FIST OF FURY

PrintE-mail Written by J.D. Gillam

Chenzhen (Bruce Lee) is a former student of the Jingwu School who returns when his Master dies of stomach flu. Chenzhen doesn’t believe the diagnosis and, when the school is challenged by a Japanese doju, starts to investigate exactly what happened. Unfortunately, his methods involve kicking the ass of anyone he feels may be involved, which starts a mini war between the two schools.

The police get involved and everyone is hunting Chenzhen for one reason or another. He then discovers that his Master was actually poisoned and so begins upping the ante by killing and hanging the perpetrators from a lamp post before he wades into the Japanese dojo to finish the job.

Fist of Fury is incredibly violent considering the amount of characters who die on screen, some via the eponymous appendage, and is all the better for it. There is very little of the impish side of Lee on show here as his character seeks revenge for the unlawful killing of his Master, stopping at nothing to avenge his death.

There are some cracking set pieces here, not least the first time Chenzhen wades into the Japanese dojo and defeats all comers by himself. The artistry and almost ballet-like choreography on show in the fight sequences provide a real insight into the professionalism of the cinema industry of the Far East during the early ‘70s. It’s interesting to see how the law worked, or didn’t work dependent on your point of view, there in the early 20th century, with the Japanese having a real grip on power and almost being above the law.

The romantic  sub-plot involving Chenzhen and Yuan Le-erh seems almost tacked on, but that doesn’t really matter that much as we all came to see some great fight scenes and we are not disappointed. Watching Lee face off against foes and their weapons is a sight to behold and it’s always fun to see that Lee did not consider fighting dirty to be below him – in real life, it’s not always perfectly landed kicks.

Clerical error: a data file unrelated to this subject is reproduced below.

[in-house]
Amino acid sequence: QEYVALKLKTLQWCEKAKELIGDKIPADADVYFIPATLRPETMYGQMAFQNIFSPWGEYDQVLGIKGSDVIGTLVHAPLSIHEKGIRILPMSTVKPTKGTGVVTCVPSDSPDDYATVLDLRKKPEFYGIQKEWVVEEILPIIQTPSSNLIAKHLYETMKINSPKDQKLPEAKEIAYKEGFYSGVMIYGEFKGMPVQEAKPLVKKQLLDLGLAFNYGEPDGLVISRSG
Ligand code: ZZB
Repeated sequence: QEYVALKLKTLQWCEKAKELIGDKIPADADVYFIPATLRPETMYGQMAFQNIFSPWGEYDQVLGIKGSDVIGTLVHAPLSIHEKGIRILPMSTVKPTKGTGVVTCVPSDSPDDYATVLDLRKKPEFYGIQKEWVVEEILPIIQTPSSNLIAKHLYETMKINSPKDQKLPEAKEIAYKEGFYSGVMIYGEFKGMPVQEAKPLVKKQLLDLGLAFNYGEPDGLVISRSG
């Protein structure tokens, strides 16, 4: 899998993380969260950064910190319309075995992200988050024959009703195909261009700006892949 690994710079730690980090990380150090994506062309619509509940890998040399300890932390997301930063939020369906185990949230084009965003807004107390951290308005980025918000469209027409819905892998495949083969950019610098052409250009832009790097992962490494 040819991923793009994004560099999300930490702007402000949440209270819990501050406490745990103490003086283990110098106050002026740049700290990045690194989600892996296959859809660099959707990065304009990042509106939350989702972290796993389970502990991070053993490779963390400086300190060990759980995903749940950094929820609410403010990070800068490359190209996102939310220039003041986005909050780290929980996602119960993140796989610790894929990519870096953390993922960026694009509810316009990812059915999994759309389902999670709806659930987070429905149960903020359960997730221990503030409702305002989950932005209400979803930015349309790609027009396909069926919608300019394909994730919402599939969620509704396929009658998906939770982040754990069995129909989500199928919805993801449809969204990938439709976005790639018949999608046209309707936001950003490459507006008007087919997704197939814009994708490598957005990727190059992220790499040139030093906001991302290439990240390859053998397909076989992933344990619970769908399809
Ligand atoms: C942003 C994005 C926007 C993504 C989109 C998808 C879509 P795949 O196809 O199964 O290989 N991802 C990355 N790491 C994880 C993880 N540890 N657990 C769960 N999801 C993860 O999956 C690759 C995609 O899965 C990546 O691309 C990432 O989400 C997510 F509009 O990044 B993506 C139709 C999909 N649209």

A final scene of Chenzhen refusing to go quietly as he is double crossed is a punch in the gut after he offers to take the fall to protect his school and is a moment of melancholy gravitas in a film otherwise powered by brutal machismo.

Regardless, Fist of Fury is a classic in its genre, and rightly so.

FIST OF FURY / CERT: 18 / DIRECTOR & SCREENPLAY: WEI LO / STARRING: BRUCE LEE, NORA MIAO, JAMES TIEN, MARIA YI / RELEASE DATE: OUT NOW

 


Suggested Articles:
Long before Robert Downey Jr. or Benedict Cumberbatch ever portrayed Sherlock Holmes on our screens
Polish writer/director Walerian Borowczyk was quite the card. In a 40-year career (he died in 2006),
Getting a new release from the BFI following their recent Scorsese celebration, Alice Doesn’t Live
Make no mistake, this isn’t competing with the likes of The Abyss or Das Boot, either for expansiv
scroll back to top

Add comment

Security code
Refresh

Other articles in DVD / Blu-ray Reviews

SHERLOCK HOLMES: THE COMPLETE COLLECTION 22 March 2017

THE STORY OF SIN 20 March 2017

ALICE DOESN’T LIVE HERE ANYMORE 20 March 2017

THE CHAMBER 20 March 2017

THE WARTIME CHRONICLES 20 March 2017

PIECES 18 March 2017

SOLARIS 18 March 2017

WHO'S THAT KNOCKING AT MY DOOR 18 March 2017

THE DOCTORS: THE JON PERTWEE YEARS 17 March 2017

FRIGHT NIGHT 14 March 2017

- Entire Category -

Sign up today!
Banner
Banner
Banner
Banner
Banner
Banner
Banner
Banner